Imperial Life in the Emerald City: Inside Iraq's Green Zone (Vintage)
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Not to be lost amid the many books on Iraq, Rajiv Chandrasekaran, former Baghdad bureau chief for the Washington Post, gives us a fascinating look at what life inside the Green Zone was like in the first year of post-Saddam Iraq. Here ChandrasekaranÃ¢â‚¬â„¢s tragicomic chronicle reveals the bungling of inexperienced officials employed to rebuild a war-torn Iraq. Riveting, yet painful to read, this insightful book gives us a picture of how things went so wrong so fast.
by Samantha Power, author of A Problem from Hell: America and the Age of Genocide,
"Rajiv Chandrasekaran has not given us 'another Iraq book.' He has given us a riveting tale of American misadventure....He shows us American idealism and voyeurism, as well as the deadly results of American hubris. And by giving us the first full picture from inside the Green Zone, he depicts a mission doomed to failure before it had even been launched."
by Entertainment Weekly (Best Books of 2006),
"How depressing that the ongoing American presence in Iraq can make for such perversely entertaining reading. Washington Post reporter Chandrasekaran's sharp-eyed account of life inside Baghdad's Green Zone offers some of the blackest comedy at the bookstore."
by Frank Rich, The New York Times Op-Ed,
"Mr. Chandrasekaran's book, while nonfiction, is as chilling an indictment of America's tragic cultural myopia as Graham Greene's prescient 1955 novel of the American debacle in Indochina, The Quiet American."
"Chandrasekaran's detail-rich reporting and firsthand, candid narrative is what sets his contribution apart and bolsters his withering assessment....[A]n eye-opening tour of ineptitude, misdirection and perils of democracy-building."
by Moisés Naím, The Washington Post Book World,
"[F]ull of jaw-dropping tales of the myriad large and small ways in which Bremer and his team poured fuel into the lethal cauldron that is today's Iraq....[I]t is impossible to read his book without thinking about the larger implications of the story he tells."
by Michiko Kakutani, The New York Times,
"[V]ividly detailed....[Mr. Chandrasekaran's] book gives the reader a visceral — sometimes sickening — picture of how the administration and its handpicked crew bungled the first year in postwar Iraq..."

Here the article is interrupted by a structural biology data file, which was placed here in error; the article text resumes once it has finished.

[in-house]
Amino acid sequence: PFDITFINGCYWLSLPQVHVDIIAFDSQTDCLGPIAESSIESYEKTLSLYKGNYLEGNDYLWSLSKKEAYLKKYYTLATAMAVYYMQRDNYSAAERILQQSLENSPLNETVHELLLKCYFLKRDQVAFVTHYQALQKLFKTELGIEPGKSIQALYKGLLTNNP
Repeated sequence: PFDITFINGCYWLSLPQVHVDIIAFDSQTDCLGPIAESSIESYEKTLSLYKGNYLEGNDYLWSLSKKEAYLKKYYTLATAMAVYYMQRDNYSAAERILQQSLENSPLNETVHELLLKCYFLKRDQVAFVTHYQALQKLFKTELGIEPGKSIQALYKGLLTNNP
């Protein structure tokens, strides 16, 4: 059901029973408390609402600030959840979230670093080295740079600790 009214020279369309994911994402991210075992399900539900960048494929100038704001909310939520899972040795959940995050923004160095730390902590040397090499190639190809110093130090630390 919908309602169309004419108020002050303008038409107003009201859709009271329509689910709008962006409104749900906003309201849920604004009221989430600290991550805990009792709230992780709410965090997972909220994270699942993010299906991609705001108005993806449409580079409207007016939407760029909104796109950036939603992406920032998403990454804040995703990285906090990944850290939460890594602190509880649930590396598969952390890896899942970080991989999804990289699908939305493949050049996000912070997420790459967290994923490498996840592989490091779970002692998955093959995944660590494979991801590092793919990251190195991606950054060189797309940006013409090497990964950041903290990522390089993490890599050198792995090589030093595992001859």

by Steve Coll, author of Ghost Wars,
"This is a dazzling, important, and entertaining work of reportage about the American civilians who tried to remake Iraq, and about the strange, isolated city-state in Baghdad where they failed. Every American who wants to understand how and why things went so badly wrong in Iraq should read this book."
by The New Yorker,
"[A] revealing account of the postwar administration of Iraq....Chandrasekaran's portrait of blinkered idealism is evenhanded, chronicling the disillusionment of conservatives who were sent to a war zone without the resources to achieve lasting change."
"A devastating indictment of the post-invasion failures of the Bush administration."
by Boston Globe,
"With acuity and a fine sense of the absurd, the author peels back the roof to reveal an ant heap of arrogance, ineptitude, and hayseed provincialism."
The Green Zone, Baghdad, 2003: in this walled-off compound of swimming pools and luxurious amenities, Paul Bremer and his Coalition Provisional Authority set out to fashion a new, democratic Iraq. Staffed by idealistic aides chosen primarily for their views on issues such as abortion and capital punishment, the CPA spent the crucial first year of occupation pursuing goals that had little to do with the immediate needs of a postwar nation: flat taxes instead of electricity and deregulated health care instead of emergency medical supplies.
In this acclaimed firsthand account, the former Baghdad bureau chief of The Washington Post gives us an intimate portrait of life inside this Oz-like bubble, which continued unaffected by the growing mayhem outside. This is a quietly devastating tale of imperial folly, and the definitive history of those early days when things went irrevocably wrong in Iraq.
Hailed by "The New York Times Book Review" as absolutely brilliant, this national bestseller examines the numerous self-inflicted pitfalls, miscalculations, and blunders that had plagued the first year of the American occupation of Iraq.
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